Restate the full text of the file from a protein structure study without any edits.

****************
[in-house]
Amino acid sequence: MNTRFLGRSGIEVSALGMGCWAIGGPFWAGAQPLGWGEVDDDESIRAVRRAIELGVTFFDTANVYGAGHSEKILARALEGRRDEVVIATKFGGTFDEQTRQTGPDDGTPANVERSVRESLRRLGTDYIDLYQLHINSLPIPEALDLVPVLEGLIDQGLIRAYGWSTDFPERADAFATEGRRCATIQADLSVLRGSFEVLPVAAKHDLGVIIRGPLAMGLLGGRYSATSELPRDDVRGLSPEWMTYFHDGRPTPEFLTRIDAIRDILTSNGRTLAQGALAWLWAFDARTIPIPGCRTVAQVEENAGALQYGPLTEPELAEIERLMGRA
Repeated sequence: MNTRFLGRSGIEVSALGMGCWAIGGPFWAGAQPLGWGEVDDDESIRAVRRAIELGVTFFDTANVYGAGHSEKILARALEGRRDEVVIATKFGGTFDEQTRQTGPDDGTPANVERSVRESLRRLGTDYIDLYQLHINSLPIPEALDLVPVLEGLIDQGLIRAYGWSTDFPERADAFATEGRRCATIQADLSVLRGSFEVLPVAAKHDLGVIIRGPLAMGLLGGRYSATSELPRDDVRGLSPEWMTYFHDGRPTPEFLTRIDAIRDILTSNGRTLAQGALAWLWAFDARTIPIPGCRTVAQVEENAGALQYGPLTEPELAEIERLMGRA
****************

[in-house]
Amino acid sequence: MNTRFLGRSGIEVSALGMGCWAIGGPFWAGAQPLGWGEVDDDESIRAVRRAIELGVTFFDTANVYGAGHSEKILARALEGRRDEVVIATKFGGTFDEQTRQTGPDDGTPANVERSVRESLRRLGTDYIDLYQLHINSLPIPEALDLVPVLEGLIDQGLIRAYGWSTDFPERADAFATEGRRCATIQADLSVLRGSFEVLPVAAKHDLGVIIRGPLAMGLLGGRYSATSELPRDDVRGLSPEWMTYFHDGRPTPEFLTRIDAIRDILTSNGRTLAQGALAWLWAFDARTIPIPGCRTVAQVEENAGALQYGPLTEPELAEIERLMGRA
Repeated sequence: MNTRFLGRSGIEVSALGMGCWAIGGPFWAGAQPLGWGEVDDDESIRAVRRAIELGVTFFDTANVYGAGHSEKILARALEGRRDEVVIATKFGGTFDEQTRQTGPDDGTPANVERSVRESLRRLGTDYIDLYQLHINSLPIPEALDLVPVLEGLIDQGLIRAYGWSTDFPERADAFATEGRRCATIQADLSVLRGSFEVLPVAAKHDLGVIIRGPLAMGLLGGRYSATSELPRDDVRGLSPEWMTYFHDGRPTPEFLTRIDAIRDILTSNGRTLAQGALAWLWAFDARTIPIPGCRTVAQVEENAGALQYGPLTEPELAEIERLMGRA